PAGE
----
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Mar 24, 2010Craig Lock's humorous travel book about his adventures in provincial New Zealand... One man and his family - and their experiences "Down Under". A new immigrant's impressions of life in provincial New Zealand (after coming from a large city in South Africa) ... and there were one or two rather funny adventures, nay escapades in "Sleepy Hollow" from time to time. The author and his wife contrast life in colourful, vibrant South Africa with calm and kindly New Zealand - and with large dashes of humour offer much understanding of, and sympathy with the social attitudes of the two worlds. REVIEW: "DROPPED OUT IN GODZONE is an original and agreeable piece of work. The picture it gives of New Zealand- to one who has never been there- has a ring of complete authenticity. The feeling of the country is relaxed, and perhaps rather unstimulating, but we get an overall impression from the writer that he views his time there with some affection, and above all with... More > tolerance." This book breathes a natural humour and kindliness, which is what gives it the individual character that is so appealing. Autobiography has a particular value as a literary form. It is a shared kind of writing and I'll continue to bang the drum. It is unusual to encounter two such different manuscripts from the same author. Both (THE END OF THE LINE is the other book) have quality and share an easy and assured writing style that is a pleasure to read. These short books are of first rate quality." An extract… CHAPTER TWO: EARLY DAYS Now came the Herculean task of getting a job in "S.H", where jobs were all arranged by word of mouth to people who had been living here for "yonks". It wasn't what you knew, but who you knew. Even more so, I find six years on as the local economy has drastically worsened in the intervening years. Wonder why! We were very badly connected, as my wife knew very few people and her family were very quiet and retiring. (In addition, my wife's brain is connected/wired up to wrong terminals). That's why she shorts out occasionally. People said that they knew everybody in town, but none knew of my "outlaws" ...at least in my small "circle" of vague acquaintances, that I soon got to know. So I never had to do a triple somersault, when someone with whom I came into contact knew them. My bet you bet! In addition there was a very high unemployment rate. How was a big "city slicker" like me (but not too smooth) from an industrialized country going to make it in pastoral N.Z.? I didn't know what I was in for; however, I was prepared to do anything that fate had in store for me. I cleared sections (plots) until I overloaded the trailer that I had bought and the tyre caught alight on the way to the rubbish dump. We put up a notice and hired out the trailer until someone demolished our front gate when returning it. These two episodes did all our profits. Time to try a new venture. I then sold centenary flags and fish-bait at the local market, as well as fruit from Gill's sisters farm. They are quite "normal" people. There was a big carnival on the wharf on New Year's day with old sailing ships in the harbour. I think it was to celebrate 150 years of colonisation ("civilisation" - no couldn't be that!) or so. My NZ history is pathetic. Anyway, it was quite a change from traditional New Year's day in Cape Town, where everybody who was anybody was seen at the cricket at Newlands. Very colonial with sandwiches and 'G and T's' in the member's stand. "Hooray, Humphrey". But here I, a top business executive was selling plastic flags in "Hicksville" near the bottom of the world in the decade of the "naughty nineties". What had befallen my "high flying brilliant insurance career"? Obviously, the bottom had fallen out of it and not out of my bottom! Time to get back on the rails. We looked at buying a dairy (cafe), but wisely decided that it looked too much like hard work and long hours for us spoilt 'sutheefrikuns' (Gill had been in affluent, comfortable SA too long). I arranged a job doing market surveys for a very fussy, fastidious (means the same thing doesn't it? - but I'm just showing off my knowledge of long words) old lady, but she soon drove me 'potty' (if I wasn't already). In addition, I soon got sick of knocking on doors and asking inane questions to householders, like how many sanitary towels they used. Very embarrassing for a macho man. Six years later I'm still doing that job to fund my writing. Please please buy my books! That nice lady has just retired. I must have driven her 'dilly' with my untidy scrawl! I got up at "sparrows fart" to attend the local market every week...as a seller. I sold junk for ourselves and the "rellies" .Did very well for the gentleman farmer "rellies" selling mandarins and all of them were impressed. You've never ever seen a market like that with all "the down-and-outers", waddling about with food in their mouths. The sights you can't imagine. No blue blood for thousands and thousands of miles! Barely 'spikee da inglees'. Culture shock! The boys came along too... or were rather dragged. Heartless parents! They are very entrepreneurial (nice long word that) and sold their toys to upgrade. We did alright, but I was always in a very bad mood when I got home ... so we stopped going. Thank goodness. I had always enjoyed markets but not that one! I had better things to do with my valuable time. * One of my more memorable job experiences was my job as a trainee manager at McDonalds, the fast food chain which I helped to slow down. When I started our twin boys were very impressed and had visions of living happily ever after in burger land and consuming endless milkshakes. Unfortunately for them this wonderful job only lasted for one day. As anyone who knows me would realise, food ...the preparation and serving thereof is not one of my strongest points! Not even eating, because the plate looks like a helicopter has landed on it. No wonder I never became a member of the exclusive Country Club. Anyway, the day degenerated into a muddle of burger buns coming at me endlessly, while the team members in the chain waited expectantly. Very stressful! They started screaming for the next heel of a bun... or was it the middle...or the club? Then it got busier as lunch time approached. Queues of people waiting expectantly. I stood there in a daze wondering what was I, an insurance executive doing there. I had forgotten where (in which compartments in the oven) I had put the heels, buns, tops, middles and clubs. In my panic, they all meant the same to me. I'm not much good with ovens...but I keep the fire service on their toes! Harassed staff were shouting out excitedly for McChickens, McFeasts, Double Deckers, Big Macs, etc.; but it was all a foreign language to totally confused me as the queue of agitated customers built up more and more. Pickled gherkins and tomatoes were hurriedly placed anywhere on buns and ended up sliding all over the counter...and on to the spotless floor. I stuffed them back onto the burgers as the staff's eyes were nearly popping out. Sorry hygienic McDonald's. After this disaster I was moved to something "safer". Could anything be worse than the burger production line? Then horror of all horrors ... I had to start learning to make milkshakes and desserts ...complete with whipped cream and sticky maple syrup, 'et al' (just showing off my French with no kissing). This seemed to end up all over me and not on the said dessert! I wondered how I had got into such a strange situation. After all, I thought this was a "management job". You know where managers just watch and supervise and don't actually DO anything. A job that suited me perfectly! No, my attempted foray into the delights of the catering world were a complete disaster. The staff were so relieved at the end of the day...especially when I said I wasn't coming back. Saved them the trouble of firing me... and the high hygienic standards of the "Sleepy Hollow" McDonalds were maintained once more. It was now time to get a "proper" job!< Less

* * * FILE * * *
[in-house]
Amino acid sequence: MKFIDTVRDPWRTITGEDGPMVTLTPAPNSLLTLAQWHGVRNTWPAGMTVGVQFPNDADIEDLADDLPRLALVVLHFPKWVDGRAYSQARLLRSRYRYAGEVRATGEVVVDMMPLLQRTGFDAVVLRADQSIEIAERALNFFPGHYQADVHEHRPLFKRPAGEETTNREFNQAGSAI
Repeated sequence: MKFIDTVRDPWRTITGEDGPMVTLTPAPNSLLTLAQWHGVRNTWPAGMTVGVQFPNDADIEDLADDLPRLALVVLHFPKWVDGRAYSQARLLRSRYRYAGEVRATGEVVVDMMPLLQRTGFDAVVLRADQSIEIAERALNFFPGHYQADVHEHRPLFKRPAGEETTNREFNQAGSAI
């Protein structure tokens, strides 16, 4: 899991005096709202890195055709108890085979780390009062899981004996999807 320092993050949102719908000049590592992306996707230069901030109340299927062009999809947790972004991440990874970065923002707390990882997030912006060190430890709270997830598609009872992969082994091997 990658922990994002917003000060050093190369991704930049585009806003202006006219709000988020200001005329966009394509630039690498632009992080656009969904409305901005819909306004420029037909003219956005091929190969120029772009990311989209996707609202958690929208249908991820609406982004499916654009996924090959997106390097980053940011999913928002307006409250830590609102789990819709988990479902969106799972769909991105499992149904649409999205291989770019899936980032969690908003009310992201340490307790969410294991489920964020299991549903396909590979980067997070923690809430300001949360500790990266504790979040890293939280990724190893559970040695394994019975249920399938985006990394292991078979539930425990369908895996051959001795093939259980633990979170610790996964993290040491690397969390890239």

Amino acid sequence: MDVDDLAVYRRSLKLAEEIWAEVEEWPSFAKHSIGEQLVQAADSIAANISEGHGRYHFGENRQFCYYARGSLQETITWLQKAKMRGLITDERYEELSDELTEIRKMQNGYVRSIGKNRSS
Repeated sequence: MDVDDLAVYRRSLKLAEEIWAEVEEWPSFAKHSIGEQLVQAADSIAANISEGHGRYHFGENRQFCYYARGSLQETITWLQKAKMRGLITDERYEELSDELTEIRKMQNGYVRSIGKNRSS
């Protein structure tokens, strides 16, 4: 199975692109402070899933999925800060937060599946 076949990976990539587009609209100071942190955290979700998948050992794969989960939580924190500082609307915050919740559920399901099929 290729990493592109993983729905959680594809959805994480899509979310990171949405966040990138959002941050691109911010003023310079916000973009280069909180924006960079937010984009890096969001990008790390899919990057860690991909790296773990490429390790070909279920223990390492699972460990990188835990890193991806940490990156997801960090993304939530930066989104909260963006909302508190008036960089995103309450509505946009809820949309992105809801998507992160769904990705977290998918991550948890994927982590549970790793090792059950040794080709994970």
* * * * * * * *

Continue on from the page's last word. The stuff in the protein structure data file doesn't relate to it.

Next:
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- Craig Lock (Standard Copyright License)
- First Editition
- Craig Lock
- December 6, 2007
- Perfect-bound Paperback
- Interior Ink
- Black & white
- 0.42 lbs.
- Dimensions (inches)
- 6 wide x 9 tall